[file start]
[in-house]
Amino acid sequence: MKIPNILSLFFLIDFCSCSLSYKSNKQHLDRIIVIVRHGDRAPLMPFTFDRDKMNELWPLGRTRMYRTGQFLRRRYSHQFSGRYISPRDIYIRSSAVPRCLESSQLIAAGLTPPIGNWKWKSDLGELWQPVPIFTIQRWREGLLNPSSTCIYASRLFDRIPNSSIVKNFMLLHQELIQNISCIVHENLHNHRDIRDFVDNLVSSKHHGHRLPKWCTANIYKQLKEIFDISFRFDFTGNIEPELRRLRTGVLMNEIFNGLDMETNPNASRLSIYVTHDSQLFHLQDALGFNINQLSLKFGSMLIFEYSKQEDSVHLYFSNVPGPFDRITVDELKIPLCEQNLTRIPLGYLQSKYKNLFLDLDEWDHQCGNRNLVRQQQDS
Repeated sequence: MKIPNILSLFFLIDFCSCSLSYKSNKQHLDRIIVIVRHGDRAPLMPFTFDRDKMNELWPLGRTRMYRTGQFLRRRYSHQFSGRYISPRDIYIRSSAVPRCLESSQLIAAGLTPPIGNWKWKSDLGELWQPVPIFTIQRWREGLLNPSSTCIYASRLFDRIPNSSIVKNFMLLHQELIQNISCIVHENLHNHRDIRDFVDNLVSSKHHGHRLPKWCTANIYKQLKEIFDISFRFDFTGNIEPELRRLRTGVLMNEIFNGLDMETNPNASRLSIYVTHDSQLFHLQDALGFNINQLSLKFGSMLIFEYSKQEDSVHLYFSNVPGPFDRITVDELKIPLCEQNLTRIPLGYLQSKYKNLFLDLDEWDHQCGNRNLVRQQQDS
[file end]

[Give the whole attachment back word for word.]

[in-house]
Amino acid sequence: MKIPNILSLFFLIDFCSCSLSYKSNKQHLDRIIVIVRHGDRAPLMPFTFDRDKMNELWPLGRTRMYRTGQFLRRRYSHQFSGRYISPRDIYIRSSAVPRCLESSQLIAAGLTPPIGNWKWKSDLGELWQPVPIFTIQRWREGLLNPSSTCIYASRLFDRIPNSSIVKNFMLLHQELIQNISCIVHENLHNHRDIRDFVDNLVSSKHHGHRLPKWCTANIYKQLKEIFDISFRFDFTGNIEPELRRLRTGVLMNEIFNGLDMETNPNASRLSIYVTHDSQLFHLQDALGFNINQLSLKFGSMLIFEYSKQEDSVHLYFSNVPGPFDRITVDELKIPLCEQNLTRIPLGYLQSKYKNLFLDLDEWDHQCGNRNLVRQQQDS
Repeated sequence: MKIPNILSLFFLIDFCSCSLSYKSNKQHLDRIIVIVRHGDRAPLMPFTFDRDKMNELWPLGRTRMYRTGQFLRRRYSHQFSGRYISPRDIYIRSSAVPRCLESSQLIAAGLTPPIGNWKWKSDLGELWQPVPIFTIQRWREGLLNPSSTCIYASRLFDRIPNSSIVKNFMLLHQELIQNISCIVHENLHNHRDIRDFVDNLVSSKHHGHRLPKWCTANIYKQLKEIFDISFRFDFTGNIEPELRRLRTGVLMNEIFNGLDMETNPNASRLSIYVTHDSQLFHLQDALGFNINQLSLKFGSMLIFEYSKQEDSVHLYFSNVPGPFDRITVDELKIPLCEQNLTRIPLGYLQSKYKNLFLDLDEWDHQCGNRNLVRQQQDS